Poet and critic, who has deeply influenced American poetry from the 1970s. Ashbery is the best-known poet of the "In 'The Painter', we see surrealistic techniques employed. He also was interested in the music of John Cage and his poem, ‘Melodic Trains’ has been written in a musical-musing style. Charles Altieri, in ‘Self and Sensibility in Contemporary American Poetry’, labels Ashbery “the major poet of our minor age”. Ashbery himself commented in ‘The Invisible Avant-Garde’, that “Artists are no fun once they have been discovered” and it seems that his poetry is an attempt to elude what Eliot called “the lemon squeezing school of criticism”. The main purpose of Ashbery’s poetry as Ashbery himself asserted is:
." His work is characterized by originality, impressionistic elegance, and dark themes of death and terror as evidenced by his lines, ‘The locking into place is death’. In the 1950s Ashbery adopted to his poetry techniques used by such abstract painters as Willem Kooning and Jackson Pollock. New York School
"to record a kind of generalized transcript of what's really going on in our minds all day "
The best example is ‘Melodic Trains’ which is innovative and based on stream of consciousness technique recording a real transcript of our minds. Elusiveness perhaps best describes Ashbery’s poetry. His poems are difficult reading for those weaned in the early 20th century poetry. Landscapes dominate Ashbery’s poems. His pictures are always laid against the backdrops of vast landscapes, as the train is against the photomural of the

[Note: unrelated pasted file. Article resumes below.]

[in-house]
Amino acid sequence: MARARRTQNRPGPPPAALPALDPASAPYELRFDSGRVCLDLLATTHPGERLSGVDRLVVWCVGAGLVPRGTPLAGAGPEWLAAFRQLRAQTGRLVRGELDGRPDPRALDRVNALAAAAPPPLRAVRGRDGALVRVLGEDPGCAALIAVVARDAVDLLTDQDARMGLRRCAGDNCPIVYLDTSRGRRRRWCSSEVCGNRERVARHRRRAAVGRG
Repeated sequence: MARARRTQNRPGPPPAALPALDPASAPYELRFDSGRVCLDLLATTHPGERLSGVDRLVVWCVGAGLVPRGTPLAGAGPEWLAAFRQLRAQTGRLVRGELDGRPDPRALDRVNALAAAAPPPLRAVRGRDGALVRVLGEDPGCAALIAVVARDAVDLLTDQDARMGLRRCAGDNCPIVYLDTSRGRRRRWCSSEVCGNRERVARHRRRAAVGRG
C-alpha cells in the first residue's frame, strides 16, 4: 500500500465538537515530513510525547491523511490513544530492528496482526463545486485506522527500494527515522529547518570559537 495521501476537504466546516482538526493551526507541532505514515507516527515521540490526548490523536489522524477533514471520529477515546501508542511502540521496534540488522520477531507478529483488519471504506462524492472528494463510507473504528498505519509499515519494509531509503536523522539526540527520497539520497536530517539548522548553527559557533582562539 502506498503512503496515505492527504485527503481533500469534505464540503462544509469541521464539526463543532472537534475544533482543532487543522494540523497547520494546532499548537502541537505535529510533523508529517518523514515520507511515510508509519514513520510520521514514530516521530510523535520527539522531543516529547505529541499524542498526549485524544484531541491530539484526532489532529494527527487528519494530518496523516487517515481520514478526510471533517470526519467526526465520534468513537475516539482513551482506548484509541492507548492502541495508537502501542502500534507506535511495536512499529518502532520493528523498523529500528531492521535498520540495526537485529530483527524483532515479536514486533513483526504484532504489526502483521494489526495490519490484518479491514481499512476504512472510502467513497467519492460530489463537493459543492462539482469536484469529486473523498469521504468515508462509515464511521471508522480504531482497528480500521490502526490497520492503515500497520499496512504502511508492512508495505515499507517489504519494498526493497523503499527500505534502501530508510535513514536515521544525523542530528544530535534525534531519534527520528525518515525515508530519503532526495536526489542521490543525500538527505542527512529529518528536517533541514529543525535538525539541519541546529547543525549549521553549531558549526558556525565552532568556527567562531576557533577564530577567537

Alps in Melodic Trains. Ashbery often writes by assuming a persona i.e. a character who narrates the story but who is distinctly not the poet. As a result we have many different personalities talking to us in his poetry and none of them can be confidently attributed to the poet himself. We have a good example of this in the traveler in a tweed coat and holding a briar pipe in Melodic Trains who may be Ashbery but he is soon lost in a multitude. By assuming this persona, Ashbery is able to bring in all the social voices he needs to paint the landscape of experience in American society. Ashbery substantiated this when he said. “Poetry includes anything and everything”. It is very difficult to categorize either Ashbery himself or his poems. Though Ashbery is a 20th Century Post-modernist yet we find so much diversity in respect of his technique and subject-matter that at one end, he seems classic like Elizabethans and at another, he seems much like romanticists such as Wordsworth and Coleridge. But I think he is best reserved for his avant-garde approach as asserted in the following lines from ‘The Painter’:
“How could he explain to them his prayer/ That nature, not art, might usurp the canvas?”